Thousands still unaware of UK landline switch-off, as Virgin Media restarts broadband phone installations

a landline phone pictured with an inset image of a map of the uk

Thousands of Britons are still unaware of the upcoming landline switchover, despite the nationwide phone upheaval being set into motion over 7 years ago

Aaron Brown

By Aaron Brown

Published: 11/04/2024

- 15:59

Updated: 12/04/2024

- 14:57

"The potential for turmoil is high"

  • Almost 60% of over 50s unaware of UK landline switchover, new survey says
  • Deadline to upgrade home phones nationwide scheduled for next year
  • Following suspension in December, Virgin Media has resumed works
  • But new protections have been introduced to shield elderly people

Thousands of Britons are unaware of the incoming death of traditional landlines in the UK — despite being directly impacted. A nationwide poll found almost 60% of Britons aged over 50 did not know about the mandatory change.

If the results of this survey of 2,750 people were to be reproduced nationwide, that leaves thousands of people in the dark about the landline switchover.

For those who don't know, the biggest telecom providers in the UK — including BT, Virgin Media, and TalkTalk — want to replace the copper-based landlines that have powered phone calls across the country since 1911. Provided these firms don't miss their self-imposed deadline (something that seems far from assured), Britons will need to use broadband-powered landlines to make all calls before the end of 2025.

Landlines are being overhauled across the UK, here's everything you need to know in under 5 minutes  

Millions have already been successfully upgraded to the next generation of home phones, which are powered by the same cable infrastructure as full-fibre broadband.

Known as Voice over Internet Protocol (VoIP), these phone lines promise clearer call quality, better spam protection, and a number of modern features, like placing incoming calls in a queue when you're already speaking on the phone and blocking all withheld numbers.

Suffolk-based Phonely, which offers safeguards against fraudulent cold calls, conducted the survey to determine awareness amongst Britons ahead of the looming landline deadline.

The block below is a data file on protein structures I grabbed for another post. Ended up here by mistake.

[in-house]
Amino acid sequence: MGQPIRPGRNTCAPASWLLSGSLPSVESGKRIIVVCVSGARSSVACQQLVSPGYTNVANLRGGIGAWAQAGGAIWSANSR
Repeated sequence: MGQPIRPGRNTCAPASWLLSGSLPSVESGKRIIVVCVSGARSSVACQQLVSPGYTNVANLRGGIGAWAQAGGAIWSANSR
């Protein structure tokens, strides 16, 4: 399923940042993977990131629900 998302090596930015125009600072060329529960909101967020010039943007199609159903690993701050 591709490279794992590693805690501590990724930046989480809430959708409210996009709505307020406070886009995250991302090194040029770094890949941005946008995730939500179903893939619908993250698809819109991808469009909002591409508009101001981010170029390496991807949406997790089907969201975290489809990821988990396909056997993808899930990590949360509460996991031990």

Only 17.2% of those surveyed over the age of 55 have already embraced VoIP phones, Phonely says, while just 59.6% of Brits over the age of 50 had even heard about the landline switchover — despite it being in the works for over seven years.

"We're facing the very real possibility of severe delays and nationwide disruptions to home phone services across the UK as phone providers rush to migrate millions of customers over to VoIP before the deadline," warns Hannah Hood, Marketing Manager at Phonely.

"The combination of customer confusion and the likely shortages of VoIP-compatible handsets means that the potential for turmoil is high. Our main concern here at Phonely is that the most vulnerable in society will be left feeling isolated, anxious and unsafe should they be caught up amongst the chaos."

Against this backdrop, Virgin Media O2 has restarted its landline switchover for the 16.2 million homes connected to its fibre network. The company suspended all installations of its VoIP landlines at the end of last year at the same time as BT, EE, Plusnet, and other major telecoms over concerns around personal alarms.

an engineer is pictured on a telegraph pole fixing wiring

Virgin Media introduced a number of safeguards to protect vulnerable users, especially those with personal alarms, before it took the decision to restart installations


These alarms, often worn on a lanyard around the neck or a bracelet, are used by an estimated 1.8 million elderly and vulnerable people across the UK. While the majority of these alarms — designed to be activated in a health emergency or after a fall — continue to work seamlessly with VoIP landlines, some critical calls failed to connect over the broadband-fuelled system, which led to a widespread backlash.

It's concerns around these alarms that could force BT to delay its deadline by two years.